The role of professionals and service providers in supporting sexuality and intimacy in later life: theoretical and practice perspectives

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The transformation of intimacy and sexuality issues within historically and culturally dependent institutions is challenging established views about ageing (Bildtgard and Oberg, 2017). Health and social care are one such institution yet to respond fully, to the growing empirical evidence on what contributes a meaningful life for older people interacting with care services in relation to sexuality and intimacies across different sexual and gender identities. Transcending established views about the role of health and social care professionals in providing meaningful engagement and support for older people to fulfil their sexual needs, requires providers to recognise opportunities for responding to the complexity of issues arising in care. Being open to the range of peoples’ relationship situations; making spaces within assessment and provision of care to enable information and support on sex and intimacy to be made available and to engage proactively with the topic is beginning to be recognised within workforce development (SfC, 2017). Building on these involve developing new structures and methods of embedding sexuality within professional education, in policies and care practices and in the commissioning of, and evaluation of services (Hafford-Letchfield et al, 2009; 2020).

This chapter engages with the literature focusing on what we know or need to know about how professionals and providers within health and social care exchange and interact around sex as a meaningful concept in the provision and quality of care. It focuses on themes that are important to initiating and supporting sexual expression in later life and addresses important transition points where older people are considered ‘vulnerable’ in care services and where their sexual rights are less likely to be promoted or transgressed. As we saw in Chapter 9, issues may occur in residential care, for people with cognitive decline and in this chapter we expand further on issues that may emerge at the end of life. Building further on Villa and Fabà’s contribution in this volume, I highlight some of the underlying theoretical concepts that forge pathways to improved practice and point to areas in which there are good practice guidance from the current evidence available.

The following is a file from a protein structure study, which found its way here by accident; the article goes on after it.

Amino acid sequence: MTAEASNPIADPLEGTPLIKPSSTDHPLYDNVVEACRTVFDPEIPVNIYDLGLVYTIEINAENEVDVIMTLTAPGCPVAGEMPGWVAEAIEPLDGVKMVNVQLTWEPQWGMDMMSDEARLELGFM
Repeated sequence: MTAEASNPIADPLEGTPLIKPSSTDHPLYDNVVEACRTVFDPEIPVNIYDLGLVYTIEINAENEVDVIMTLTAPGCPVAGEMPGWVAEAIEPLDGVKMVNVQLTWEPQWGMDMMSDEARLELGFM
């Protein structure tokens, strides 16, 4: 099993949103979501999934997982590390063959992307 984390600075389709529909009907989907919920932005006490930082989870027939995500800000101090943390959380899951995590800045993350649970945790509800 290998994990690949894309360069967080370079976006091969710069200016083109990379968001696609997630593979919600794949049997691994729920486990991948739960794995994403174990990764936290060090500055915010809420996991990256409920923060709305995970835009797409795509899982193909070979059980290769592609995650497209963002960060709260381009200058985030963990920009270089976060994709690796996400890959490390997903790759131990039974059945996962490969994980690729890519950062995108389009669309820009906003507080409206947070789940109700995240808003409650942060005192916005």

Original languageEnglish
Title of host publicationDesexualisation in Later Life
Subtitle of host publicationThe Limits of Sex and Intimacy
EditorsPaul Simpson, Paul Reynolds, Trish Hafford-Letchfield
Place of PublicationBristol
Number of pages20
Publication statusPublished - 19 Jul 2021

Publication series

NameSex and Intimacy in Later Life
PublisherBristol University Press


  • sex
  • intimacy
  • later life
  • ageing
  • professionals
  • social care
  • social work


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